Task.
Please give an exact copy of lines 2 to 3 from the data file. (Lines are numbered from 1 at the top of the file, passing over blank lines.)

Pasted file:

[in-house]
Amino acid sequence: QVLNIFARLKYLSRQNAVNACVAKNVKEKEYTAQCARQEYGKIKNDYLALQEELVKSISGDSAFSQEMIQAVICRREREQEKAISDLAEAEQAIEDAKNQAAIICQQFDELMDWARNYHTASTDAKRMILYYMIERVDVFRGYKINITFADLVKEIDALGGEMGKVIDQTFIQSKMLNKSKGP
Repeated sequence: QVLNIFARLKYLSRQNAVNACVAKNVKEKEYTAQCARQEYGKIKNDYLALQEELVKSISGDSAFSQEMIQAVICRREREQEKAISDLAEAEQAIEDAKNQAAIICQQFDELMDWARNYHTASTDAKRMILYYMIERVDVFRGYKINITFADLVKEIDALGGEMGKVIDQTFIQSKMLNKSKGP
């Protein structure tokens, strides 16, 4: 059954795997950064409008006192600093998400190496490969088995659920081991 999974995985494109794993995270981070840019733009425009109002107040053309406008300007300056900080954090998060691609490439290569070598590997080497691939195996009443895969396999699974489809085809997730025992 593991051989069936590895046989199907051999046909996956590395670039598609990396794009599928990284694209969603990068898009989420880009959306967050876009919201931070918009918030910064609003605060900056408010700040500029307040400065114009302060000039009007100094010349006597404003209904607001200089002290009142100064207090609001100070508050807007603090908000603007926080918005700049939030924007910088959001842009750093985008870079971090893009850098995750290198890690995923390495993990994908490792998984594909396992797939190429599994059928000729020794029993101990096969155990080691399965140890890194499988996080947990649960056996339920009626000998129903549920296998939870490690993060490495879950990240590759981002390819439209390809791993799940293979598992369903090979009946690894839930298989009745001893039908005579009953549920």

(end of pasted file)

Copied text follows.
Amino acid sequence: QVLNIFARLKYLSRQNAVNACVAKNVKEKEYTAQCARQEYGKIKNDYLALQEELVKSISGDSAFSQEMIQAVICRREREQEKAISDLAEAEQAIEDAKNQAAIICQQFDELMDWARNYHTASTDAKRMILYYMIERVDVFRGYKINITFADLVKEIDALGGEMGKVIDQTFIQSKMLNKSKGP
Repeated sequence: QVLNIFARLKYLSRQNAVNACVAKNVKEKEYTAQCARQEYGKIKNDYLALQEELVKSISGDSAFSQEMIQAVICRREREQEKAISDLAEAEQAIEDAKNQAAIICQQFDELMDWARNYHTASTDAKRMILYYMIERVDVFRGYKINITFADLVKEIDALGGEMGKVIDQTFIQSKMLNKSKGP